Cleanliness and Godliness
How does one describe the feel of, or for that matter, the smell of an era? Were the Middle Ages as we have been taught and certainly as depicted in our films and literature, a dirty malodorous break between the public bathing obsessed Romans and the freshly laundered Italian Renaissance?
Modern writers tend to focus on the most outlandish or different behaviours in past societies to make a point as can been seen in programs like Horrible Histories and sometimes quote medieval examples that even for their time may not have reflected the norm. A case in point is sumptuary laws which decree what is appropriate wear for different classes of person; do we take these as a description of what was actually in wear; or do we read between the lines and surmise that these laws are trying to ban what is already a norm?
Personally I tend to the later, laws generally don’t prohibit what is not already present in society and frequently they are not effective. Medieval clergy certainly heaped scorn and damnation upon the women who ‘painted and adorned themselves’ as in their eyes such vanities were only practiced in order to lure men into committing sins of the flesh.
“They always strive to add improvements by their industry to get from men what they want.”
Cosmetic implements, mirrors and false tresses (hair extensions) were some of the items ordered to be placed on the bonfires of vanities by the fanatical preacher, Savonarola, in late 15th century Florence, who later ended on a bonfire himself.
So did they bathe or not?
The church did not see bathing as being in itself sinful, but it did tend to regard anything to do with the worldly flesh as potentially sinful, and their recording of secular fashions and adornment does reflect this. Public bathing on the Roman scale was pretty much unknown in medieval Europe, though from some descriptions of the dubious cleanliness of some Roman baths this may not have been a totally bad thing. The culture of bathing had survived along the Mediterranean basin especially in Jewish and later Islamic cultures where ritualized washing was a religious obligation as well as a dictate for ‘civilised’ living.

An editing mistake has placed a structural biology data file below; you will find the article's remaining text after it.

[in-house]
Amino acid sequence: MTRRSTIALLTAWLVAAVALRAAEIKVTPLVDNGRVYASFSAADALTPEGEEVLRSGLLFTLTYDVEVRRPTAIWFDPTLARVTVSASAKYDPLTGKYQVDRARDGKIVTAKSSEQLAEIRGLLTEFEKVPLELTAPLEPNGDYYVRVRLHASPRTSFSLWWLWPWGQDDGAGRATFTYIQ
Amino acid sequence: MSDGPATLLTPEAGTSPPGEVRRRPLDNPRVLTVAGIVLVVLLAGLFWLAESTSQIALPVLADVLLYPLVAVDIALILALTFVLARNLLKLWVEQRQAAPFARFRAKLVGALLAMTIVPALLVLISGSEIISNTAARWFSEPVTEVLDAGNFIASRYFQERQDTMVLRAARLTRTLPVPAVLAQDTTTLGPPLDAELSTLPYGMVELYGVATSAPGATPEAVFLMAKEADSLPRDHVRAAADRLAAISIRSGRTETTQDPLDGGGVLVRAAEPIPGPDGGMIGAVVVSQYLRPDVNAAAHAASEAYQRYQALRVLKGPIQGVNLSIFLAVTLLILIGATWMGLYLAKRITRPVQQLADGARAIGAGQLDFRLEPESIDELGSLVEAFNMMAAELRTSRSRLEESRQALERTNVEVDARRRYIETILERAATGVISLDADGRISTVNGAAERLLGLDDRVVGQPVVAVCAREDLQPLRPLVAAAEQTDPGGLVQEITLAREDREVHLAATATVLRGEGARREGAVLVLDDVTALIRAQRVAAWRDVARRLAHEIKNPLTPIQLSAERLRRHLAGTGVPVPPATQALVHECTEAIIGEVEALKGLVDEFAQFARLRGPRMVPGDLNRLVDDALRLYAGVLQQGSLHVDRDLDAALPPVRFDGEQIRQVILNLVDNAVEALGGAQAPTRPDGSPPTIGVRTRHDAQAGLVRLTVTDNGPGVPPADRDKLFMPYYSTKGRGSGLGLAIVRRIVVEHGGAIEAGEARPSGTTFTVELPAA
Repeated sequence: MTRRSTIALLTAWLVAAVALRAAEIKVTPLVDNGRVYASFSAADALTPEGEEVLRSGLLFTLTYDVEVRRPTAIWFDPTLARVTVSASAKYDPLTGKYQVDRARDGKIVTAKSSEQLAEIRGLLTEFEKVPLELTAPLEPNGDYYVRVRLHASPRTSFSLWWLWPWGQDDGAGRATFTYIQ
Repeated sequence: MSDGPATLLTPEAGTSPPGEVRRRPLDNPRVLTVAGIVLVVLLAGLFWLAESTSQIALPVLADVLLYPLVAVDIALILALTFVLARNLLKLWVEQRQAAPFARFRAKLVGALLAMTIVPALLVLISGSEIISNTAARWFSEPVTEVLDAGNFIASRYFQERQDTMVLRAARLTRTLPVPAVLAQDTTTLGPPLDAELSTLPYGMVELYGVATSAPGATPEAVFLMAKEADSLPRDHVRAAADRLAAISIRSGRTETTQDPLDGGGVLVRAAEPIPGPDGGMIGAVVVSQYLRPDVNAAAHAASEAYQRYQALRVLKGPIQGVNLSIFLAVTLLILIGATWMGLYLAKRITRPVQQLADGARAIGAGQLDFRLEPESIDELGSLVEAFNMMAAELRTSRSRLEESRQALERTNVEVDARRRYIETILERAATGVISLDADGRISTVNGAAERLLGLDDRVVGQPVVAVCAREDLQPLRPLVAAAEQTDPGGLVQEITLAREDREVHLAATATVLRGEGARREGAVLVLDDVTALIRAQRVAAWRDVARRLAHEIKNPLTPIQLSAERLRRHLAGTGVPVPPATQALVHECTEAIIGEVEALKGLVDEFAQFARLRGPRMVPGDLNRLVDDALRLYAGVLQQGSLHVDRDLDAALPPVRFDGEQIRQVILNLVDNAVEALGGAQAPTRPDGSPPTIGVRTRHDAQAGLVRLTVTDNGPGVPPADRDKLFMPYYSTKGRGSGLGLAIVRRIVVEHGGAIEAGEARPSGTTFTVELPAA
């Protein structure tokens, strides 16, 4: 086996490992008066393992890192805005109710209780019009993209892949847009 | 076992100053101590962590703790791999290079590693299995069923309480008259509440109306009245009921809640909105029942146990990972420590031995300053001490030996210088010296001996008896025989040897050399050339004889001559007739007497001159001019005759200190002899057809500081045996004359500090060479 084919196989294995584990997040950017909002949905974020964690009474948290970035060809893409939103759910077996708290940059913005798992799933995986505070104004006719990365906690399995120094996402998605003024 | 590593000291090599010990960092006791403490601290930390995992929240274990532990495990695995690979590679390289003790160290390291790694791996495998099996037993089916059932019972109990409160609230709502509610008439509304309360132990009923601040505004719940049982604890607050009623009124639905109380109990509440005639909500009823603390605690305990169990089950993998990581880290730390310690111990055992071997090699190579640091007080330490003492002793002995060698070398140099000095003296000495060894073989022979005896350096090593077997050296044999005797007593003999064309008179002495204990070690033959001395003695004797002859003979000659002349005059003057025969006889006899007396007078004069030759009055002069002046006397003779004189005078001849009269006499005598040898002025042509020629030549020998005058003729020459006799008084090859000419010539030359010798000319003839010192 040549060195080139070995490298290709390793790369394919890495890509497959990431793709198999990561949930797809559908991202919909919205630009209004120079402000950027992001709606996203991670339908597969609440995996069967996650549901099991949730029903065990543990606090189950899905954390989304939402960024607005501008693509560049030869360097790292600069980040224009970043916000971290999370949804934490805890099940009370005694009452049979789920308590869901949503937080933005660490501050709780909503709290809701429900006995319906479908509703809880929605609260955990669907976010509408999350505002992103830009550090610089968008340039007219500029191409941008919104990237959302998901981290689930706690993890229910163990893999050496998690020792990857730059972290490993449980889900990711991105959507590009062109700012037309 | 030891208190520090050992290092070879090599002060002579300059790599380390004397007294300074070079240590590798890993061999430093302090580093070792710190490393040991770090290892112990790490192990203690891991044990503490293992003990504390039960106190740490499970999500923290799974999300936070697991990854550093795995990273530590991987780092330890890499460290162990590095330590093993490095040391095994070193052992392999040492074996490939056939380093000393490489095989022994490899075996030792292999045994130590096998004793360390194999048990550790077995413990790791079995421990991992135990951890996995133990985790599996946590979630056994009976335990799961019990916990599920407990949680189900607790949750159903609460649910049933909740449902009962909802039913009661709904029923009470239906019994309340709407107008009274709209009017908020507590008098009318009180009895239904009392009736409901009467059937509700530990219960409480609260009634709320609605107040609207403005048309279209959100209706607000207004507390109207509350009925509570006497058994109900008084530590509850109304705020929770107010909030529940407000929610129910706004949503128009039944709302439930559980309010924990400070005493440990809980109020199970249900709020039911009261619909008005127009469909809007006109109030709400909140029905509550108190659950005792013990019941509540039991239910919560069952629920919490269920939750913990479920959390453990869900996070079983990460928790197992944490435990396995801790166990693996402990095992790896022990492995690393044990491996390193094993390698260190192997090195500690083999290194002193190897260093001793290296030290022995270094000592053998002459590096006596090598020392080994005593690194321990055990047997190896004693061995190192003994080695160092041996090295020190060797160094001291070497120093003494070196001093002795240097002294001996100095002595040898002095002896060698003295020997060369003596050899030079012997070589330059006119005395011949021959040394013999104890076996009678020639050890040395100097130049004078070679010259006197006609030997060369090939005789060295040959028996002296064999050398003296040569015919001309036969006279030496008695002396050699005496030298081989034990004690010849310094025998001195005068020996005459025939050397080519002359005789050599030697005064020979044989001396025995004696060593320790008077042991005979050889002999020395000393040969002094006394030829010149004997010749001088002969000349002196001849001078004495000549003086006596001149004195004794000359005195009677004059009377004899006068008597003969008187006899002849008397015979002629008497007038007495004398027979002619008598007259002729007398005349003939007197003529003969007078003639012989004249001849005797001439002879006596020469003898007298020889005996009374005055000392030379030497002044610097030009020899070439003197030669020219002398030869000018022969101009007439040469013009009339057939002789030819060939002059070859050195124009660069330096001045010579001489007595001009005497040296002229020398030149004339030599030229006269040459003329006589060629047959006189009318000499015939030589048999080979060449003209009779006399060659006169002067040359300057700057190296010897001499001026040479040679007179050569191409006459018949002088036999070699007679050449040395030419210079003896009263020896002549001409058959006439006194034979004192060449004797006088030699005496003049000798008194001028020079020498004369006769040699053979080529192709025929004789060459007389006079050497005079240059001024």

The church saw itself as the custodian of the Roman tradition, which strongly featured bathing, and monasteries built in the Cluniac tradition featured large lavatory blocks for bodily evacuations as well as cleansing and were supplied with fresh water and basins (and in answer to your unspoken lavatory question it was with cabbage leaves). Whilst few clergy subscribed to St Francis of Assi’s reputed boast that ‘lice were the pearls of poverty’, as it reflected an extreme, and physically uncomfortable view in favour of the mortification of the (temporary) flesh in order to beautify the (eternal) spirit.
Much of the blame for this ‘no pain, no gain’ school of thought in Christianity can be laid at the dirty feet of St John the Baptist; but even though he dressed in skins and ate insects, he at least he did get a through soaking in the river Jordan on occasion.
This example proved to be quite inspirational among a group of “wouldn’t it be great if Lent went for all year” minded clergy and pretty soon the early Christian world was crowded, but certainly not awash in pious anchorites fasting in deserts (St Hilarion) , squatting on deserted windswept islands ( St Guthlac), living in caves (St Anthony), or even perched on top of columns for decades at a time (St Simon).
Needless to say the bathroom facilities in all of these locations were one star or less. As extreme as they were these holy men had a profound impact on medieval Christian thought on the body and its needs.